Last Saturday I was on a night out in Glasgow when I saw the news unfold about a helicopter crash. It was at the Clutha pub, which was just half a mile away from where we were. It is now known that three of the crew lost their lives as did six people who were in the pub at the time.
The crash prompted a difficult and complex operation involving all aspects of the emergency services. The work they carried out, in dangerous conditions, to search the site and remove bodies from the rubble, has received much praise.
This was obviously a deeply tragic incident.
Here are a few of my thoughts:
1. Nobody goes out to the pub in the evening expecting a helicopter to crash through the roof and kill them. Although aircraft crashes in urban areas are rare, they are not completely unknown. The Lockerbie disaster, the El Al cargo plane crash in Amsterdam and of course 9/11 are all examples of this happening. This year there was a crash of a private helicopter in London that hit a crane; luckily nobody was killed in the crash. My point is that although aircraft crashes in urban areas are rare, they do happen. We always seem to believe it will never happen to us.
2. When I heard stories from the scene it made me proud of the response of local people. Instead of running from the scene, those passing ran toward the incident to see if they could help. Regardless of any danger, they formed a human chain and rescued people from the pub. I have seen lots of helicopter crashes in films and they usually seem to end with a fireball so they must have been putting themselves in grave danger. There was an interview with Jim Murphy, a Labour Party MP who was passing and helped with the rescue efforts. He was interviewed with blood on his shirt and when asked about it, all he commented was that the “blood was not his own”. I think in business continuity terms we have to acknowledge that dangerous situations can bring out the best in people and those involved, even if they are not trained responders, will do their best to get involved in the rescue.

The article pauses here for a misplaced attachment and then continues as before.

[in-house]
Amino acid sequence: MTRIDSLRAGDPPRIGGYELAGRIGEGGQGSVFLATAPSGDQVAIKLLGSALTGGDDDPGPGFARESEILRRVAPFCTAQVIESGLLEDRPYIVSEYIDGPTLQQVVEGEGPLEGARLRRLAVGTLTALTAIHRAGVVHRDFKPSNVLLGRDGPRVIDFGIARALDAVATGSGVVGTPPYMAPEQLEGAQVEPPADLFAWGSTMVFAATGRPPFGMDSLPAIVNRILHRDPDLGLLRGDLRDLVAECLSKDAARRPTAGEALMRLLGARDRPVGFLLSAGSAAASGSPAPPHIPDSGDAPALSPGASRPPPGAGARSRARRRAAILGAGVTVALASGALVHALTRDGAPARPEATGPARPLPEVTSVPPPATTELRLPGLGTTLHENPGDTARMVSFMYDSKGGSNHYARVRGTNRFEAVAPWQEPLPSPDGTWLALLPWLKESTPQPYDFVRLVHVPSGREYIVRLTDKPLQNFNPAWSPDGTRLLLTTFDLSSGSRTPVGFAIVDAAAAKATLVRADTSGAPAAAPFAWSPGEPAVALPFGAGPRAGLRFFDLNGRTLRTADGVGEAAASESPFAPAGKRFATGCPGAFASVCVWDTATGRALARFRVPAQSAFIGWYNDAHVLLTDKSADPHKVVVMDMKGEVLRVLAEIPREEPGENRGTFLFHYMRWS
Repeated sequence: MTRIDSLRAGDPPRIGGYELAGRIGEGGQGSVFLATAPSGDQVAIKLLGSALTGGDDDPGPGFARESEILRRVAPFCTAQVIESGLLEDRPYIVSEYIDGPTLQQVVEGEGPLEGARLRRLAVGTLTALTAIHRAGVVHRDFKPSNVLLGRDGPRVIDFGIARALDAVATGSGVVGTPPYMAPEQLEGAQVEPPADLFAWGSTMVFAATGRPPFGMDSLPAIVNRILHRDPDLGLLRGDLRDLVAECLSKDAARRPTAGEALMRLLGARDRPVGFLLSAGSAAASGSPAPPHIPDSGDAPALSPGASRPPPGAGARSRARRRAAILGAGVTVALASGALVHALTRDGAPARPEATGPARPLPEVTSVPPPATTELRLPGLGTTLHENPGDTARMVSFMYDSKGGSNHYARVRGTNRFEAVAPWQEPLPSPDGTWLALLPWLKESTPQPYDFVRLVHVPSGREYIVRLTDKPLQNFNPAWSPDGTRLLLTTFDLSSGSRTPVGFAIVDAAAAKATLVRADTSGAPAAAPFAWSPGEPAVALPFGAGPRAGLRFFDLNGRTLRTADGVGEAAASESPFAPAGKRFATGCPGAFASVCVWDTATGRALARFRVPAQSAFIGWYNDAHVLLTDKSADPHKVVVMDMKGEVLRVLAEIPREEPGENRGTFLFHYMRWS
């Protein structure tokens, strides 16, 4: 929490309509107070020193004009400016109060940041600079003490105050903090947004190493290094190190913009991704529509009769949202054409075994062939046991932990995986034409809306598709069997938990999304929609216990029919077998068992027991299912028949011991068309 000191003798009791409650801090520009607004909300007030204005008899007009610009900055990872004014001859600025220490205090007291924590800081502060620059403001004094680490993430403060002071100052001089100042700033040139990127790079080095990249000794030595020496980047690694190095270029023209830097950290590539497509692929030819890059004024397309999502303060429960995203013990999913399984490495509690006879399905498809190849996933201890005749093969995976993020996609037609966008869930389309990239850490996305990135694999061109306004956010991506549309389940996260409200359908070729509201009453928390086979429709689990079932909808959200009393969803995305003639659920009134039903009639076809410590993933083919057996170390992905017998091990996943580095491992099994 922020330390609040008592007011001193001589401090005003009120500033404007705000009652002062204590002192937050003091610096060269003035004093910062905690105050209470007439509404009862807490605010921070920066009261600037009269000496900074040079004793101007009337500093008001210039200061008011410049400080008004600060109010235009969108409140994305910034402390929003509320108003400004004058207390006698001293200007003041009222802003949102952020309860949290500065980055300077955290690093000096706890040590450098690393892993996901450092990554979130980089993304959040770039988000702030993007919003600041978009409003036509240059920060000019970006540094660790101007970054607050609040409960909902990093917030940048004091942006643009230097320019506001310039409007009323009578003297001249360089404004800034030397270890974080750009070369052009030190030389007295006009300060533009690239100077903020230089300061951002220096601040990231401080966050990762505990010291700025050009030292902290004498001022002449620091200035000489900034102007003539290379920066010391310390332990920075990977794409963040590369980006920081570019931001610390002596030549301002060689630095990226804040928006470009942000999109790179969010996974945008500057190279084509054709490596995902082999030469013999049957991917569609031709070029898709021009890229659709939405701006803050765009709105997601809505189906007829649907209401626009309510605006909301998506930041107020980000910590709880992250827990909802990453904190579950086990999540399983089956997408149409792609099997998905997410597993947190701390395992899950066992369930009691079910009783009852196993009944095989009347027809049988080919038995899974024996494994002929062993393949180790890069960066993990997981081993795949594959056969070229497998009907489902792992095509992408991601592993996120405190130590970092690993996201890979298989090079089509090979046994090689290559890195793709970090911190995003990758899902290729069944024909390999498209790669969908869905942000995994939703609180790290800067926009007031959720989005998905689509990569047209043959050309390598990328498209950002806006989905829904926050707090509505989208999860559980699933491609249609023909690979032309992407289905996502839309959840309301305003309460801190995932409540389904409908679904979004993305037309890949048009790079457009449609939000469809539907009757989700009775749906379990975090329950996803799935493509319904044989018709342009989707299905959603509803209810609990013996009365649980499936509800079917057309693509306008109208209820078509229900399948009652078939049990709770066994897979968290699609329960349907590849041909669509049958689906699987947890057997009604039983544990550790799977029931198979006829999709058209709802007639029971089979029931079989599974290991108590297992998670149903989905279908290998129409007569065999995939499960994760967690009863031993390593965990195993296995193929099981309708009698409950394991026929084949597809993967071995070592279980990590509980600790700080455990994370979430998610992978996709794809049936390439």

3. People who are involved in the rescue might suffer trauma and need trauma counselling in the long term. I was listening to a programme on the radio and it was discussing helicopter crashes and talking to someone who had survived one. He was talking about the trauma he suffered and how he found it very useful to talk to other survivors. One of the points I picked up was that he felt abandoned by the company that employed him, as he was a contractor rather than an employee. An interesting point for us BC people is how much responsibility do we take for looking after our contractors, temporary workers and consultants after an incident? Can we offer them ongoing support?
4. A helicopter crashing into your building would make an excellent exercise scenario. Remember it is rare, but that doesn’t mean it can’t happen. Give it a try.